Note: If you’re still thinking three articles per week is too many, consider this: One great article should take a competent writer one day to produce. If this individual is good at their job, and assuming they have subject matter experts available to them (leadership should ensure this happens), three solid posts should absolutely be possible.
Another reason you MUST have a content manager on staff.
2. Organic website traffic
Despite what other sources might say, at IMPACT we believe organic traffic is an extremely important metric to track. For starters, it’s one of the best ways to measure how well your company is educating people (more traffic means more people are finding you). Also, it’s a leading indicator of more inbound leads and sales. The more people that are on your site, the more opportunities you have to convert leads.
Now, is all website traffic great? Of course not. Website traffic is only great if you have the right type of website traffic. And we can tell you definitively there is a surefire way to get qualified traffic — meaning real buyers looking for products and services like yours, on your website.
When Marcus Sheridan, one of the principals here at IMPACT, owned his pool business, he and his entire company, River Pools and Spas, almost lost everything to the 2008 recession. To save his business from going under, he published content on his website that answered the questions his customers were asking. But not in just any way — with honesty and complete transparency.
As a result, his website’s traffic and sales erupted, saving the company – which is still thriving today.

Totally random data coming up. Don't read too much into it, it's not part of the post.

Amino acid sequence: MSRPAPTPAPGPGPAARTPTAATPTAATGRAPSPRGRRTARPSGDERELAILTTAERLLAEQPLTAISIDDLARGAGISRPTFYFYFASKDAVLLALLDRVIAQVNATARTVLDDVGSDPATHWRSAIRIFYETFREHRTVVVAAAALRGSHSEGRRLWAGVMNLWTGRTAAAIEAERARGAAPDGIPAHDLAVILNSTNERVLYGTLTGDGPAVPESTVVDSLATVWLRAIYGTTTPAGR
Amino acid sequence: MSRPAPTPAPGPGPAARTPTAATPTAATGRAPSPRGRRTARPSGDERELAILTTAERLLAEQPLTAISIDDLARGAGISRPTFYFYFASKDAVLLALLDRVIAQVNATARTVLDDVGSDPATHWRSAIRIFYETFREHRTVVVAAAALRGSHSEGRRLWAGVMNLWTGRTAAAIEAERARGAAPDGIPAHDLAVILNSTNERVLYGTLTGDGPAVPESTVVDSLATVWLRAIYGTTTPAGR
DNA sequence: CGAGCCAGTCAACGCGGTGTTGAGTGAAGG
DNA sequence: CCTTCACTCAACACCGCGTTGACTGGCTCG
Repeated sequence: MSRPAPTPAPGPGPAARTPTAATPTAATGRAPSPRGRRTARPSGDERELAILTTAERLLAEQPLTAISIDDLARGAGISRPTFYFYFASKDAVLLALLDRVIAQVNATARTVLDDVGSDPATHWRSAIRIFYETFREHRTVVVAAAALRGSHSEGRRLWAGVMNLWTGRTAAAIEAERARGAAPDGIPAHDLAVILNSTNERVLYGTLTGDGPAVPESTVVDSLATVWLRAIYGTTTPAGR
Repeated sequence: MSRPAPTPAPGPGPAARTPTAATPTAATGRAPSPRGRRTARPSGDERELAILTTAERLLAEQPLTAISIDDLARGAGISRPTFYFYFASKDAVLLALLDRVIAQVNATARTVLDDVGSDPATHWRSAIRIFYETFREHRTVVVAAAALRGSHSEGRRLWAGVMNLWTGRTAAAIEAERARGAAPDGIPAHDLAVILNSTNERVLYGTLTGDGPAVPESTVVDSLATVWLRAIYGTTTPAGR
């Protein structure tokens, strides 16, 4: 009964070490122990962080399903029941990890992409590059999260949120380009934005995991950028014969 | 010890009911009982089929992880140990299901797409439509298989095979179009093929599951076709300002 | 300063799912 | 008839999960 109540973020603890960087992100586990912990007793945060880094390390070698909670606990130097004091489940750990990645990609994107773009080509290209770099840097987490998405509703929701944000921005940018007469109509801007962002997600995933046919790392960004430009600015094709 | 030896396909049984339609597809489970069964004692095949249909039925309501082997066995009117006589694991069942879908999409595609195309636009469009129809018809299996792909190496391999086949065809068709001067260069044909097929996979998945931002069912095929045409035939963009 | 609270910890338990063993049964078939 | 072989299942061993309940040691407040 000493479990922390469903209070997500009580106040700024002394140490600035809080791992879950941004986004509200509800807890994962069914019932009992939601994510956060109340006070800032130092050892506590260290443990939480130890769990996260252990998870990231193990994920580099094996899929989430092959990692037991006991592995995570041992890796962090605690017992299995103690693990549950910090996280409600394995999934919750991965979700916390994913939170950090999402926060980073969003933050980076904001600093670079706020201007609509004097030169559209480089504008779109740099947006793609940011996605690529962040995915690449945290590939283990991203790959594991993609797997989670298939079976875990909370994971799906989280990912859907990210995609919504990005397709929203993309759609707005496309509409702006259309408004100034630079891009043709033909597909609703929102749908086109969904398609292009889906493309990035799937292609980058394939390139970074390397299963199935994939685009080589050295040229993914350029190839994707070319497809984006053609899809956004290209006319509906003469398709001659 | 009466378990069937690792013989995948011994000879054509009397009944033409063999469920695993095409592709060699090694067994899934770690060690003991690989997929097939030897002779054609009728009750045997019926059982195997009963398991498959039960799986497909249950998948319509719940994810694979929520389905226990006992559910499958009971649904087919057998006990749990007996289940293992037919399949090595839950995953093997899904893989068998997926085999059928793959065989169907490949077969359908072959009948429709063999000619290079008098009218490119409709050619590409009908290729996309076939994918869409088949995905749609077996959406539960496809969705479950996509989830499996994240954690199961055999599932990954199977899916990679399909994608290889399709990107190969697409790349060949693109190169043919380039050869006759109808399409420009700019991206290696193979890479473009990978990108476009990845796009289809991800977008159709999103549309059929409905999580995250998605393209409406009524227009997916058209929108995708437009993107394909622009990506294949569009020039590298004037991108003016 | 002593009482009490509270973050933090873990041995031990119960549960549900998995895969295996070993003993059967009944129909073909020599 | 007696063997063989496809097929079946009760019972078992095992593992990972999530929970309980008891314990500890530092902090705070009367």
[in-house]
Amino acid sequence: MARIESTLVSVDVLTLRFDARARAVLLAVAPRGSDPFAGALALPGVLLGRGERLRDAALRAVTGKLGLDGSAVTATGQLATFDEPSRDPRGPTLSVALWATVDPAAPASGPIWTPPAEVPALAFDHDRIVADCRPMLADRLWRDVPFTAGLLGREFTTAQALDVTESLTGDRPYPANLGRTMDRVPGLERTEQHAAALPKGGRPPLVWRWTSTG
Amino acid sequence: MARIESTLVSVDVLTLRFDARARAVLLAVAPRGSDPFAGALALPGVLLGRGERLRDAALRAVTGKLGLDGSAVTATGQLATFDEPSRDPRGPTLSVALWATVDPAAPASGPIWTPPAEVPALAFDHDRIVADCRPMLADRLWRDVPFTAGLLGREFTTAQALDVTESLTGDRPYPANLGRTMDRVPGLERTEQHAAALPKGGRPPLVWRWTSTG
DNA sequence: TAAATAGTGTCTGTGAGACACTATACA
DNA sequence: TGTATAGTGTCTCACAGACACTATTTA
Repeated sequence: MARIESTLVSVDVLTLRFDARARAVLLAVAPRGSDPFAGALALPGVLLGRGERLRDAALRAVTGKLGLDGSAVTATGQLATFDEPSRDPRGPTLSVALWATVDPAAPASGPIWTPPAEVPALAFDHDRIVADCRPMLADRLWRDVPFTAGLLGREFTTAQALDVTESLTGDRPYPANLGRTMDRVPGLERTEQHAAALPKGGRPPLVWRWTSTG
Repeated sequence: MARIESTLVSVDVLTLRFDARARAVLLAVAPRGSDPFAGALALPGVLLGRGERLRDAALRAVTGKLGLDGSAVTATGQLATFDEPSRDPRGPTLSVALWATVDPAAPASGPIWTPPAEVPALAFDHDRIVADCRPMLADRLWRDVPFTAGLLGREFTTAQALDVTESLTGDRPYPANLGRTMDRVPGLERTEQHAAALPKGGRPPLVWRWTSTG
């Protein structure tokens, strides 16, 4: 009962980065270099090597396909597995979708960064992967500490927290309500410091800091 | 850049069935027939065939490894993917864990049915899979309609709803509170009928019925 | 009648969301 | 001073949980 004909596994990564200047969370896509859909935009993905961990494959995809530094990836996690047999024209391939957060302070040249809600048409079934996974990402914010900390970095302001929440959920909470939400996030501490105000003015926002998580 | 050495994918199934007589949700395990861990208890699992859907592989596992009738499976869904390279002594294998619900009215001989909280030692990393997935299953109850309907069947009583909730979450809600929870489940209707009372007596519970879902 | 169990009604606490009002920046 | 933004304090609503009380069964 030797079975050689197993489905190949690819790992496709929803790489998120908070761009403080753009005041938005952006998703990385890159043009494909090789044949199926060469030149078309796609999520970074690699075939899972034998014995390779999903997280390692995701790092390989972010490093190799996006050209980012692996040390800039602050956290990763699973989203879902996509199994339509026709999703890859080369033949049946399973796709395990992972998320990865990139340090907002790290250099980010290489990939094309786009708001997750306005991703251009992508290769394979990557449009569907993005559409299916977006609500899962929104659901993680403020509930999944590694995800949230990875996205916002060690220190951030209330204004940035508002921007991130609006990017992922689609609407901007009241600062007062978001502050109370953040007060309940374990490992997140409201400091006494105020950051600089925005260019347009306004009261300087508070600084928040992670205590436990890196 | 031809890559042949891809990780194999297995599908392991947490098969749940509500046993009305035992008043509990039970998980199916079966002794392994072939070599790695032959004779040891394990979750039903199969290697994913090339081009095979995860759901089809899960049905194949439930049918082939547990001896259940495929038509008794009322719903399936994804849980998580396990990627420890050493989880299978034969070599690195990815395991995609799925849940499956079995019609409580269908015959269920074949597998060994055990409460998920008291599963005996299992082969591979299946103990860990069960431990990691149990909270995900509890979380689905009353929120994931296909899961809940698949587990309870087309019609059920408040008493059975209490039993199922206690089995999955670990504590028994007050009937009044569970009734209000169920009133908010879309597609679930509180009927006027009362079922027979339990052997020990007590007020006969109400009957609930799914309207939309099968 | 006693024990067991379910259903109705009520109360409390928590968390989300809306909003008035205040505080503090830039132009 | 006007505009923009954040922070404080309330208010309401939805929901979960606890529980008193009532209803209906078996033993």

After seeing so much success by using content to drive more traffic, Marcus analyzed the patterns that indicated which type of content was driving the best results. He discovered five topics that drove the most traffic — and this traffic was from real potential buyers, also leading to more sales opportunities.
These may seem simple to you or even obvious, but after teaching hundreds of companies his method and helping them get the same results, it’s clear that most businesses aren’t doing this at all, or at least not well (typically because most businesses are afraid to tackle these topics head-on). Marcus also found these can be effective in any industry, whether your business is B2B or B2C.
We call them The Big 5, and they are:
Pricing and costs: How much your solution costs (factors, considerations, what defines value, etc.).
Problems: The negatives about, or issues with, your solution that buyers ask about.
Versus and comparisons: How your product or solution compares to similar products or solutions.
Reviews: Honest and unbiased opinions and observations about your product, solution, etc.
Best in class: What the best solution available is.
When people keep coming to you for these answers, search engines feel more comfortable offering your content to other searchers. The result is typically organic traffic that increases steadily month over month, which indicates that the content you’re producing is establishing a precedence of reliability and trust with prospects and search engines alike.
For most companies, picking between tracking organic traffic metrics such as “sessions” or “new users” doesn’t matter too much. As long as you pick one, measure it consistently, and make sure you’re seeing consistent improvement month over month to determine whether your content strategy is working.